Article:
According to her, there has been a breakdown of trust. This is mainly because I have enabled Mum to return home as per her wishes and my sister is adamant that she must go into a care home. There can be no discussion on the matter, it's what she's decided and that's all there is to it. I don't know what she thinks I'm doing. The bank account balances every month and matches the bank statement. She was assesses as having capacity by two medical professionals in the last month so I feel confident that she knows what she wants.
bowlingbun wrote:
Mon Jan 22, 2018 4:08 pm
I also wonder about sister's motives. Make it clear that YOU WILL NOT DISCUSS MUM'S FINANCES. To do so would be a "breach of confidentiality"! My younger brother did nothing to help me with mum, she changed her will, then he was upset that he didn't get as much as he thought he was going to, and hasn't sent me so much as a Christmas card since my solicitor told him politely that there was no case to answer.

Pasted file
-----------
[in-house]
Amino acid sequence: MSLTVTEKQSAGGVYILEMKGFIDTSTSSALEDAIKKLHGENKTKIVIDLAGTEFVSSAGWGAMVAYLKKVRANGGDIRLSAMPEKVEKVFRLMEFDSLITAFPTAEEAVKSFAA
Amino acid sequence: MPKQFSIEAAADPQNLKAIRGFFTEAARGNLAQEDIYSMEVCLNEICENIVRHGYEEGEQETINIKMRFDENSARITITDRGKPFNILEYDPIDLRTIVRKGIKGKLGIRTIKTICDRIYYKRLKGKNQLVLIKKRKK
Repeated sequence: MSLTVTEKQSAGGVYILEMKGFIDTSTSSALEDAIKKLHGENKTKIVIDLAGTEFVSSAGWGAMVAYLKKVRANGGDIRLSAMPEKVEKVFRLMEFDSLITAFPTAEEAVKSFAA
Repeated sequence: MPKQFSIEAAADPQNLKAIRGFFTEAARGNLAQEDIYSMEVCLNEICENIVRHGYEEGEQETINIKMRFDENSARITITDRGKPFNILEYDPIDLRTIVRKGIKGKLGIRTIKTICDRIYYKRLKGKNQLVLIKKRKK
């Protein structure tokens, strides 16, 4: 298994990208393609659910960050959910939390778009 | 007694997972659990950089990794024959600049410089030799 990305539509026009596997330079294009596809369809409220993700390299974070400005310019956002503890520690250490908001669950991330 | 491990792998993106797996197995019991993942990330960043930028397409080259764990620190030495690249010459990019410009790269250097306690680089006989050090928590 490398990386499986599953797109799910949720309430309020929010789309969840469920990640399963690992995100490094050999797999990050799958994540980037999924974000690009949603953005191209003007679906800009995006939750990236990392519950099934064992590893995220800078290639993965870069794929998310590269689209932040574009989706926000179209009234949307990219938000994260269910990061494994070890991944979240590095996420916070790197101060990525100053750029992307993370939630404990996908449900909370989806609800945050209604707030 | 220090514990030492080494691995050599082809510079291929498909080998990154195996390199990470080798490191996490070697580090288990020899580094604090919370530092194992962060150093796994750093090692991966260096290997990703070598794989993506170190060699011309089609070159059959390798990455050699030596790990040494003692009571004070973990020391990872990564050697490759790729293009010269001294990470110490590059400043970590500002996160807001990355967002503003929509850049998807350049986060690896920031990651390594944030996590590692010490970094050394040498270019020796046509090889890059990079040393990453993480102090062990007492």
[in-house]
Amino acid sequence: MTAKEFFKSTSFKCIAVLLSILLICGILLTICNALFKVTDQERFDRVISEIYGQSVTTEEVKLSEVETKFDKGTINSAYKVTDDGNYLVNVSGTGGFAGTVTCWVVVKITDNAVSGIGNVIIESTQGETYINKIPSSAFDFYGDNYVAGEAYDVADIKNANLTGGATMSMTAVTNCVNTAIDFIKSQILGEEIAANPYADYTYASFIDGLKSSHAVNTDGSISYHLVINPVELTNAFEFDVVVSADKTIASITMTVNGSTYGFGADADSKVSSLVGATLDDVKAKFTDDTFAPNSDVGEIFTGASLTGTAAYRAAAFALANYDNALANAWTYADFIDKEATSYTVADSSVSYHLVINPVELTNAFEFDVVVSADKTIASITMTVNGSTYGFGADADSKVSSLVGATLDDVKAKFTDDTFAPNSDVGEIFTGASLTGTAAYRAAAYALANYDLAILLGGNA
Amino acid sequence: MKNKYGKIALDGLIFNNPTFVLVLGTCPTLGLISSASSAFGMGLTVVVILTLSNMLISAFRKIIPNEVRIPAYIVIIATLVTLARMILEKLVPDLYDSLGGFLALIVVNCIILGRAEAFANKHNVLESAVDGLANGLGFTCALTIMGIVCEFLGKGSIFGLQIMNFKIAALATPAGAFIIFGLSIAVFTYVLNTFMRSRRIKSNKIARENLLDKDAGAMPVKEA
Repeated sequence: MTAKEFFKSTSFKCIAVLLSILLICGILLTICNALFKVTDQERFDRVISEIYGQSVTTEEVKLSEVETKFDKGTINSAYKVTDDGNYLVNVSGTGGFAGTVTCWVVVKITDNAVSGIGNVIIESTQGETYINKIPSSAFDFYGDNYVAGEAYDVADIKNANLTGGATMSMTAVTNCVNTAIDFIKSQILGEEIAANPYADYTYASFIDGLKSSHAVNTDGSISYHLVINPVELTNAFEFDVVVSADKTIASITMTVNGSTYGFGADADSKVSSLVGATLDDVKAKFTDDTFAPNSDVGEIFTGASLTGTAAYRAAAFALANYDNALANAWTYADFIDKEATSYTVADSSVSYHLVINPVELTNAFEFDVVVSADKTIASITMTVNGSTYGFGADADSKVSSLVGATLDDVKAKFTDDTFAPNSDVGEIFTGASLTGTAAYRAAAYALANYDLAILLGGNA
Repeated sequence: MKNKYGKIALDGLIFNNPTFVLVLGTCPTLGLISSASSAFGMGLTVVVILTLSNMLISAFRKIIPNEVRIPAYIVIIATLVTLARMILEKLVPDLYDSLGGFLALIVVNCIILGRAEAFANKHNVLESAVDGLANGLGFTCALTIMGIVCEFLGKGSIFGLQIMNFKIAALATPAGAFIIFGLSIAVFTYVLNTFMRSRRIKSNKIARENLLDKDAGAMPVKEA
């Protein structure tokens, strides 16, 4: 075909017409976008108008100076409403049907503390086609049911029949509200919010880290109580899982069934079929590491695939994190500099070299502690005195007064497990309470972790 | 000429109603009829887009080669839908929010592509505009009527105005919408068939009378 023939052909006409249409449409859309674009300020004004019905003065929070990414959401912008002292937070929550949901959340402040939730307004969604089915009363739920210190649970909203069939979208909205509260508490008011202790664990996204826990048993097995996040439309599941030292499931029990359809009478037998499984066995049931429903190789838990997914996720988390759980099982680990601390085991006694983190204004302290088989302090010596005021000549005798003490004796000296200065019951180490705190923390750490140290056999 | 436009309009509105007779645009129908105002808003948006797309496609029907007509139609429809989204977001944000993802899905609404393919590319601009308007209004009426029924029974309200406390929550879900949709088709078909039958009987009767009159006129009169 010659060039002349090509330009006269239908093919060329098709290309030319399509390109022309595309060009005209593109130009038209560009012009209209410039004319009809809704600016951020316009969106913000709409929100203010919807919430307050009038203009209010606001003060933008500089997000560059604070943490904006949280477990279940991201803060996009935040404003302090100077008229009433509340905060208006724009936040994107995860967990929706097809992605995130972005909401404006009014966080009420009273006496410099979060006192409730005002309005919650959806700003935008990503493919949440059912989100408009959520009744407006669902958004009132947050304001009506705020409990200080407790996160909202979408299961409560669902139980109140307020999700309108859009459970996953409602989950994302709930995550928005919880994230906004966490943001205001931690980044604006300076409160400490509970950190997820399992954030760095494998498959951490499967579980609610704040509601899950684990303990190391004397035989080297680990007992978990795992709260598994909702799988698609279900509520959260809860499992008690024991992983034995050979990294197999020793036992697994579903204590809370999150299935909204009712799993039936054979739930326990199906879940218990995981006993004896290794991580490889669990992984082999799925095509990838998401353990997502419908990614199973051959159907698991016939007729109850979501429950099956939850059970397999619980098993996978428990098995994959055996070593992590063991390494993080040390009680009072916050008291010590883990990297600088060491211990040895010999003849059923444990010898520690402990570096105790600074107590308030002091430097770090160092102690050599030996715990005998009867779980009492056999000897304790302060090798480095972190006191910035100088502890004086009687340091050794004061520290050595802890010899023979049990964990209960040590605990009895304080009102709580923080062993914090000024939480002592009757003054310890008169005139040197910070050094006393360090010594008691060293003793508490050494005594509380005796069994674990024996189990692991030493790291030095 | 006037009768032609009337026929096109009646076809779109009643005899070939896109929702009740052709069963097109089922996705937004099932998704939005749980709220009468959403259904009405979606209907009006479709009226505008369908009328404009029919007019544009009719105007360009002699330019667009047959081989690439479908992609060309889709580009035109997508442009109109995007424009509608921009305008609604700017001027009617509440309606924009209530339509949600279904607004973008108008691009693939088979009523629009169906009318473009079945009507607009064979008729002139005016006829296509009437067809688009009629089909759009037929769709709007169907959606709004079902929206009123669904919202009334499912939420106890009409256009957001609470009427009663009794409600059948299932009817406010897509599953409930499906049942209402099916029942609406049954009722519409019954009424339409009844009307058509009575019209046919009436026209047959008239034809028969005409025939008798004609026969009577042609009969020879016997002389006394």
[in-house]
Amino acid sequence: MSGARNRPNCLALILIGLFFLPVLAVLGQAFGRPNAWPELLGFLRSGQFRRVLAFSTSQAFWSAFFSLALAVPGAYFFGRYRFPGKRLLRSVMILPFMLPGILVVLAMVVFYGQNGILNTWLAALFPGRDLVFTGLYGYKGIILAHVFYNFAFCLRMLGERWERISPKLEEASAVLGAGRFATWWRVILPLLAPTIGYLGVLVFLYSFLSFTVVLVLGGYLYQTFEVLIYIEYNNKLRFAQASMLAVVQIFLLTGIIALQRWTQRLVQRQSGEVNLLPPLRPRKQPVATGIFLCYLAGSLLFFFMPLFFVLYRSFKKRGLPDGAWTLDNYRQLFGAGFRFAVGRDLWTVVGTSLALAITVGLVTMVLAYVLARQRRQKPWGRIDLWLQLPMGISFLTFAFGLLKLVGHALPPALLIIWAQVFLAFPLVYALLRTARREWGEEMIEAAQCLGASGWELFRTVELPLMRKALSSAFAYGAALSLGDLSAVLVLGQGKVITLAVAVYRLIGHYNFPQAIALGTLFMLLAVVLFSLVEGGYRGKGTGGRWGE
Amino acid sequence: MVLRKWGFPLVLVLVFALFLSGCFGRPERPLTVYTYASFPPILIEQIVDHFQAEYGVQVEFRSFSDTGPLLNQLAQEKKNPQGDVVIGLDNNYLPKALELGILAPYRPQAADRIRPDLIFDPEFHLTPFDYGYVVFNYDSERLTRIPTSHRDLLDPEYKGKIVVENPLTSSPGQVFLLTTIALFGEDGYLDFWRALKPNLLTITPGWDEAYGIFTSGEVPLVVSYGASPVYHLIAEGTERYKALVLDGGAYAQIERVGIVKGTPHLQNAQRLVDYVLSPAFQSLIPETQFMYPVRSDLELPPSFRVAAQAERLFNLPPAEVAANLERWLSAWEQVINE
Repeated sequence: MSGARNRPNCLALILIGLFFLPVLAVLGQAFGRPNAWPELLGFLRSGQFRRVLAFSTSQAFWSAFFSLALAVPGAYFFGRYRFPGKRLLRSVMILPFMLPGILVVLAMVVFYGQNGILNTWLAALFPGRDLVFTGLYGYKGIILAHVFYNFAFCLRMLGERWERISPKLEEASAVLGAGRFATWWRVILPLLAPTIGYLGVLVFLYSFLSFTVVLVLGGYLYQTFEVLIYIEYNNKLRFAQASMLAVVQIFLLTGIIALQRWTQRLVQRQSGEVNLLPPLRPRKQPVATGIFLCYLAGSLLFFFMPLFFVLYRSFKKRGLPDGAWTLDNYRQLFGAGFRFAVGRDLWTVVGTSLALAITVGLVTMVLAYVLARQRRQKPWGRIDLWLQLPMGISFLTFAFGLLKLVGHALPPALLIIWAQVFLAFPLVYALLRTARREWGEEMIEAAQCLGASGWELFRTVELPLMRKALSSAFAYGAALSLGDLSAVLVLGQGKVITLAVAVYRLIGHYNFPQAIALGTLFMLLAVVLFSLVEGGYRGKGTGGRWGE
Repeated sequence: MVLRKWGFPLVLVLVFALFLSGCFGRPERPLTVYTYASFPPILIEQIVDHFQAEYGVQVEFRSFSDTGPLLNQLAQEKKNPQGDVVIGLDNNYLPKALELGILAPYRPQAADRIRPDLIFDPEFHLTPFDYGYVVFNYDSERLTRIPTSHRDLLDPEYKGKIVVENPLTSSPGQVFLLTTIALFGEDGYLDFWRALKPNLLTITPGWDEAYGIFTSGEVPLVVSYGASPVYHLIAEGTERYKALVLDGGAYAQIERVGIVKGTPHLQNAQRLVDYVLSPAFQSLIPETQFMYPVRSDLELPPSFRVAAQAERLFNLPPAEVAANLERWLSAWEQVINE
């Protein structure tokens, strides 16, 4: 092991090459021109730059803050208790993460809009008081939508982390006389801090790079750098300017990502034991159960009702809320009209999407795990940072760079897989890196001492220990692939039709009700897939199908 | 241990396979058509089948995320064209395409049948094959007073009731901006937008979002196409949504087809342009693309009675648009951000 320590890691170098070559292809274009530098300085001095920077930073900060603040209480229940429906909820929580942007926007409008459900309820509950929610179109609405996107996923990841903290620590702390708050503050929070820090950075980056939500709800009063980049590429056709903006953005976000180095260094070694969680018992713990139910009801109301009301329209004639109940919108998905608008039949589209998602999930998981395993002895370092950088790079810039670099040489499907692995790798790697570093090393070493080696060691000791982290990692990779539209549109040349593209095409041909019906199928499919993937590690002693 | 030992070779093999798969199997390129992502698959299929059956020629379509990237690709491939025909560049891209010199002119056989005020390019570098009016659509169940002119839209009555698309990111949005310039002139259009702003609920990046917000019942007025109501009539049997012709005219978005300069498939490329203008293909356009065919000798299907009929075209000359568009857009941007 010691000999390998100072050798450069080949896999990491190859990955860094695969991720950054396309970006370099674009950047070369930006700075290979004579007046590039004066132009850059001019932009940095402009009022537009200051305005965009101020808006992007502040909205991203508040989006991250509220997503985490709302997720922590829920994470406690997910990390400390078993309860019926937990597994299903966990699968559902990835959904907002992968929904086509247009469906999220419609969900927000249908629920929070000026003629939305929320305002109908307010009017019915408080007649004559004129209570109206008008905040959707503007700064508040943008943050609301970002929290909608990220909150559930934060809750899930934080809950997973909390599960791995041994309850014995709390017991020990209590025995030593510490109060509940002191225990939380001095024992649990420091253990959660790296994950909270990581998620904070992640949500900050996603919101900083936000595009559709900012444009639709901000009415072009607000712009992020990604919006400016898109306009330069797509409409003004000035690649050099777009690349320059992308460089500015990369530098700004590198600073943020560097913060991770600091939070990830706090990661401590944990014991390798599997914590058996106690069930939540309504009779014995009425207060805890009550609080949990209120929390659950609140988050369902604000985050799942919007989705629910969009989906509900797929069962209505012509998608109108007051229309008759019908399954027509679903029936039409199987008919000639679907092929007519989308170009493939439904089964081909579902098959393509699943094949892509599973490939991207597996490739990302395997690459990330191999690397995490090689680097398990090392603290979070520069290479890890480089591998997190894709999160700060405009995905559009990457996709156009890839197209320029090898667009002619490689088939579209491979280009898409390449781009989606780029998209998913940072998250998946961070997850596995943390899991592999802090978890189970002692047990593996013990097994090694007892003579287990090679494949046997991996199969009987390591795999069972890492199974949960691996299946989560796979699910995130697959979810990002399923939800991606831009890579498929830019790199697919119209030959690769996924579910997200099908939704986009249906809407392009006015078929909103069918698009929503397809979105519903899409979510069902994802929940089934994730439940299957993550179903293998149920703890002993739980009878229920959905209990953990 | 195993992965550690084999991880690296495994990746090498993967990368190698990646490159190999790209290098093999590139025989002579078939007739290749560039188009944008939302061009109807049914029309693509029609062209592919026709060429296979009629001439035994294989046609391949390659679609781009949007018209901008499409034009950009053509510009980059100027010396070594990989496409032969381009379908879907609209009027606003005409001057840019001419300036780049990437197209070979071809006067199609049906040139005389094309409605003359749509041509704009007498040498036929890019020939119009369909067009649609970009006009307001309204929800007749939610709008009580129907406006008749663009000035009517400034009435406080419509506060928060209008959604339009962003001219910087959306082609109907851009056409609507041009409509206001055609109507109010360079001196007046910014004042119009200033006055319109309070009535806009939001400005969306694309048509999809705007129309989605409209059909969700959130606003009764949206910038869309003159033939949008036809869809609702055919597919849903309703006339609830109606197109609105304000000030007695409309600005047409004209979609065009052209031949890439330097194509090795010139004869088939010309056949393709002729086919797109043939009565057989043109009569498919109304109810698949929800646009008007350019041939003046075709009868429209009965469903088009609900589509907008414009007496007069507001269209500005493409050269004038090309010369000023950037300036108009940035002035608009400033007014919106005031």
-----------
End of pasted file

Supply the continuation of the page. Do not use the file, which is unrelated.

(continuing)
Now, on the subject of mum, have you looked to see if she is entitled to Attendance Allowance? Does she have over £23,000 (Yes/No"). This is the cut off point for Social Services care, roughly. Have you had a Carers Assessment?
I've not had a Carers Assessment yet, but it's something I'm going to sort out soon. She's actually on the higher rate of DLA for both mobility and care, the latter I sorted out for her through a reconsideration. Yes, with the sale of her house she'll be over that threshold.
As Mum has recently been assessed as having capacity and you are following her wishes I don't believe sister has any right to demand sight of finances from you. If they want to challenge Mums capacity or thePOA they would have to do it through solicitors and courts.